State Scorecard on Long Term Care Needs Help

Costs Out of Reach. Not Enough Being Done to Move to Home Based Care

State Scorecard
State Scorecard on LTSS - Costs Rising. More emphasis on Home Care Needed.. AARP, SCAN, The Commonwealth Fund

Raising Expectations: A State Scorecard on Long-Term Services and Supports (LTSS) for Older Adults, People with Disabilities, and Family Caregivers was issued by the AARP Public Policy Institute with support from The SCAN Foundation and The Commonwealth Fund.

This Scorecard measures state-level performance of LTSS systems that assist older people, adults with disabilities, and their family caregivers.

This second edition measured performance across five key dimensions: (1) affordability and access, (2) choice of setting and provider, (3) quality of life and quality of care, (4) support for family caregivers, and (5) effective transitions.

  • The cost of LTSS continues to outpace affordability for middle-income families, and private long-term care insurance is not filling the gap.

    The cost of LTSS was not affordable for middle-income families in all states, even for those in the top states. Nationally, this situation did not improve. On average, nursing home costs consume 246 percent of the median annual household income of older adults. Home care generally is more affordable.
  • Tremendous variation exists in states’ Medicaid LTSS safety nets.
  • Once people access Medicaid, shifting service delivery toward home- and community-based (HCBS) services is critical. The top five states allocated an average of 62.5 percent of LTSS dollars for older people and adults with physical disabilities for HCBS, nearly four times the proportion in the bottom five states.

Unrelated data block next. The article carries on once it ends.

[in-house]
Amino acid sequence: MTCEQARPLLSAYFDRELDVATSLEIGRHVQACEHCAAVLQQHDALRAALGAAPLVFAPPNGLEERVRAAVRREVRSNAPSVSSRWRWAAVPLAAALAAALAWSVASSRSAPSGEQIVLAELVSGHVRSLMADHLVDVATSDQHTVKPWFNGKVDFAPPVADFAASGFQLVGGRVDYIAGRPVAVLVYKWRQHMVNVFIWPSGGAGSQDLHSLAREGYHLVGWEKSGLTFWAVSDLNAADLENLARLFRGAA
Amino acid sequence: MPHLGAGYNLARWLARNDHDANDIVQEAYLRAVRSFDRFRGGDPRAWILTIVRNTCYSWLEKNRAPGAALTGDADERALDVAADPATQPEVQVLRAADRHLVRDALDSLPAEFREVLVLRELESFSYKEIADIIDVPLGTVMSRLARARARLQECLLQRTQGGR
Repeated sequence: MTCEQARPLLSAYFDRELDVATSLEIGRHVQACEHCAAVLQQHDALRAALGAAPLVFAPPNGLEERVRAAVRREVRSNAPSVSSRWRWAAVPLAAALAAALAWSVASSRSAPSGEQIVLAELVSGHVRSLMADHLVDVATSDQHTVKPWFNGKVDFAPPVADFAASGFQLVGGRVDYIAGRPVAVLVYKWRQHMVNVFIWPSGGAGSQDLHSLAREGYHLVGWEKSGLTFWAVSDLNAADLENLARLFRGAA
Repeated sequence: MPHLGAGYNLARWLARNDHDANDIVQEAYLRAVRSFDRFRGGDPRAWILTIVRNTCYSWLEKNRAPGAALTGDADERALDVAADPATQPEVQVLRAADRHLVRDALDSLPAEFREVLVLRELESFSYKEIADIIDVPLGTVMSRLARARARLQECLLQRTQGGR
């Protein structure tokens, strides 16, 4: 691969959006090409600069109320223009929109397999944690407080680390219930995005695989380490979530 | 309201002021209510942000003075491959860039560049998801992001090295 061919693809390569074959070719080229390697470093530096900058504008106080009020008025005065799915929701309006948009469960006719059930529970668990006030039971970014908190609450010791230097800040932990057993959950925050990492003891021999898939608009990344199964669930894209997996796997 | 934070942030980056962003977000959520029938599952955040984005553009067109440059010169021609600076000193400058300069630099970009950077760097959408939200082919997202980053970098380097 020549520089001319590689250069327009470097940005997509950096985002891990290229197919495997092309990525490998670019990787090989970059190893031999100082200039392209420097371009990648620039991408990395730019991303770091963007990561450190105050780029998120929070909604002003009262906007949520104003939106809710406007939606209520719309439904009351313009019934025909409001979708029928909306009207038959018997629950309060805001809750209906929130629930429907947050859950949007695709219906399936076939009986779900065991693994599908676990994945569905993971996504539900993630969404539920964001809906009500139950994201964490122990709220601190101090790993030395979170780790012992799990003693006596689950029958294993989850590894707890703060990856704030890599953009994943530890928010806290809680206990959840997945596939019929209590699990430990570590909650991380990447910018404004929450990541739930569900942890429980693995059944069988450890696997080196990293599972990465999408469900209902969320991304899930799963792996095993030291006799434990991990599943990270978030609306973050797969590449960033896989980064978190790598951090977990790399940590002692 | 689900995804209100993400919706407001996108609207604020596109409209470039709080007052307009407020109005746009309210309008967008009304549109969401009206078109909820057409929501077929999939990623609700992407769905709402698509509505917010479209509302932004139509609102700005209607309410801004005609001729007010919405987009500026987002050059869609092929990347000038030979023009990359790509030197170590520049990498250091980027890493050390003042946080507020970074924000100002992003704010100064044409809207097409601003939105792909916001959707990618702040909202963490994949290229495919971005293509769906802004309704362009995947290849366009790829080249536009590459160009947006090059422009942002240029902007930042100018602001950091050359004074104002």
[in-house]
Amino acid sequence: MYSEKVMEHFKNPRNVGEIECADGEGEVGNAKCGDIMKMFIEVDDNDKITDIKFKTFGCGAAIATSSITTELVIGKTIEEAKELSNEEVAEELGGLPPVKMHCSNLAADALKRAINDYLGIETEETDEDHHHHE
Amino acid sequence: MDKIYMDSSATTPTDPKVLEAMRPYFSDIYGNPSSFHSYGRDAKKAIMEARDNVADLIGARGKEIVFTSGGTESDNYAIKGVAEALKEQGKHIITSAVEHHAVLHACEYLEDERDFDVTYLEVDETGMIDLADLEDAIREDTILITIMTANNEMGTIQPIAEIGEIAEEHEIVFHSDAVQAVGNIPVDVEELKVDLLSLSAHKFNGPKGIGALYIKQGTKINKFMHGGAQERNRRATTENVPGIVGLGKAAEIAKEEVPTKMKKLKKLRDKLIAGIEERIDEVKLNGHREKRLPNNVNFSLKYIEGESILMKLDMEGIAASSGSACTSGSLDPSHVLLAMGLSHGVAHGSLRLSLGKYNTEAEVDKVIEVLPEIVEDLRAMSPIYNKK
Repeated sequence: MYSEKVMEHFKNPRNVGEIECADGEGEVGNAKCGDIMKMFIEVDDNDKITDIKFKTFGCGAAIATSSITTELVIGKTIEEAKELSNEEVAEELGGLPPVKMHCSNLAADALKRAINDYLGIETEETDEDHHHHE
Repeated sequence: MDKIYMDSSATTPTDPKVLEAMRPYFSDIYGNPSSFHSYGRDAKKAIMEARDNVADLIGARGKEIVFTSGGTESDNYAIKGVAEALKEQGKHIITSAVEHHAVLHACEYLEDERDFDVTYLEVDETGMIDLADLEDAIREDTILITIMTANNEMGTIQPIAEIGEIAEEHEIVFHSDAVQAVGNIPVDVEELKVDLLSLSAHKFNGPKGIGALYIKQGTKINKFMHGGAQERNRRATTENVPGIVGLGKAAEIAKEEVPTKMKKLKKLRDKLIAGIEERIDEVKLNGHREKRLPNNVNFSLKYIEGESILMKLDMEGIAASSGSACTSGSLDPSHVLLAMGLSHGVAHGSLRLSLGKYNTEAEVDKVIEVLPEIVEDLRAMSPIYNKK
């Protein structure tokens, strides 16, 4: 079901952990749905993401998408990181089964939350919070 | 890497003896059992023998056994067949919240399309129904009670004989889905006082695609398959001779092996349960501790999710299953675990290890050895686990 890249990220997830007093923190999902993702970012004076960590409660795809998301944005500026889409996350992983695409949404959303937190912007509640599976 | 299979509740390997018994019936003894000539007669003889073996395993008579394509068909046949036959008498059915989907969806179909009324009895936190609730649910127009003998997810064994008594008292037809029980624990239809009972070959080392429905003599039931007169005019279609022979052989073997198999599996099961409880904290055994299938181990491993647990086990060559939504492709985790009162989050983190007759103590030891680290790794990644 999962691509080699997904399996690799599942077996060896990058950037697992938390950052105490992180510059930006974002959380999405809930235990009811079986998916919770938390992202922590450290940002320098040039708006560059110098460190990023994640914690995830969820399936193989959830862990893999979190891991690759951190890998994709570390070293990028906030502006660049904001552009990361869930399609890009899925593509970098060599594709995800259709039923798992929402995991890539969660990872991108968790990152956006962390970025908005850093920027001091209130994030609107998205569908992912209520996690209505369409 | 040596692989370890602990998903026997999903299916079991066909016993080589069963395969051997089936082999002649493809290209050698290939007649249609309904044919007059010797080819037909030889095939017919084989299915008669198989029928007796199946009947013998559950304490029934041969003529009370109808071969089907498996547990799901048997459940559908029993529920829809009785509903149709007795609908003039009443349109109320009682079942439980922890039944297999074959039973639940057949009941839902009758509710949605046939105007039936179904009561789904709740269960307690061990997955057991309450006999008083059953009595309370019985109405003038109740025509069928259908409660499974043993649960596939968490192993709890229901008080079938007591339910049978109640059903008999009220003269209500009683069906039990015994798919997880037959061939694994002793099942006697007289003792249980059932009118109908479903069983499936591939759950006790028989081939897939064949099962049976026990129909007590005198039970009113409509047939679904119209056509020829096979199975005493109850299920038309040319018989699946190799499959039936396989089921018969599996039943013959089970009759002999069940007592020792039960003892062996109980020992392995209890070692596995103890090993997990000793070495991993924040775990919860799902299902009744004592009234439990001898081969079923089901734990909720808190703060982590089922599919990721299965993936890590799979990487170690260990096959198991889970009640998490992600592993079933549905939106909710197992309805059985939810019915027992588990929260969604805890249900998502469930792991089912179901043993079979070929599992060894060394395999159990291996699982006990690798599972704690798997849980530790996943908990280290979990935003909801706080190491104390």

• Few HCBS consumers have the choice to direct their own services. California leads the nation in the proportion of people with disabilities that self-direct their services.
  • States play a key role in minimizing the inappropriate use of antipsychotic medications in nursing homes. As states have dramatically reduced the use of physical restraints in nursing homes, some appear to have substituted the inappropriate use of sedating antipsychotic medications.
  • More states or jurisdictions are enacting laws that support family caregivers. Among the components measured in this indicator are the extent to which the state exceeds federal requirements under the Family and Medical Leave Act, the state’s paid family leave and mandatory paid sick day provisions, and its policies to prevent discrimination toward working caregivers.
  • States with more effective transitions have lower use of nursing homes and generally score better on both choice and quality. States in which a relatively high proportion of nursing home residents have low care needs may not be taking appropriate steps to transition these individuals to HCBS settings.
  • Excessive transitions between nursing homes and hospitals are disruptive to patients and their families and costly to the system. In the top five states, 10.3 percent of nursing home residents were hospitalized, almost a third the level in the bottom five states, which averaged 27.9 percent.
  • People who enter nursing homes and remain for 100 or more days are far less likely to return to the community than are those who have shorter stays. In the top five states, 12.9 percent of nursing home residents remained for 100 or more days, less than half the average (27.9 percent) in the bottom five states.
  • A measure of high performance is the states’ continuing efforts to help nursing home residents who would prefer to reside in the community make this transition. On average, the top five states transitioned 13.1 percent of long-stay nursing home residents to HCBS settings, compared to only 5.3 percent in the bottom five states.
  • People cannot have the option of remaining at home if there aren’t enough workers to provide services. If all states rose to Minnesota’s level of performance, 1.5 million more personal care, home care, and home health aides would be available to provide LTSS in communities nationwide.
  • If all states rose to Alaska’s level of performance approximately 200,000 more people per year would first receive services in the community instead of in a nursing home.
  • If all states achieved the level found in Utah, more than 100,000 individuals per year would be able to leave a nursing home for a more homelike setting.

How does your state stack up and what are you doing to address these issues in your organization?

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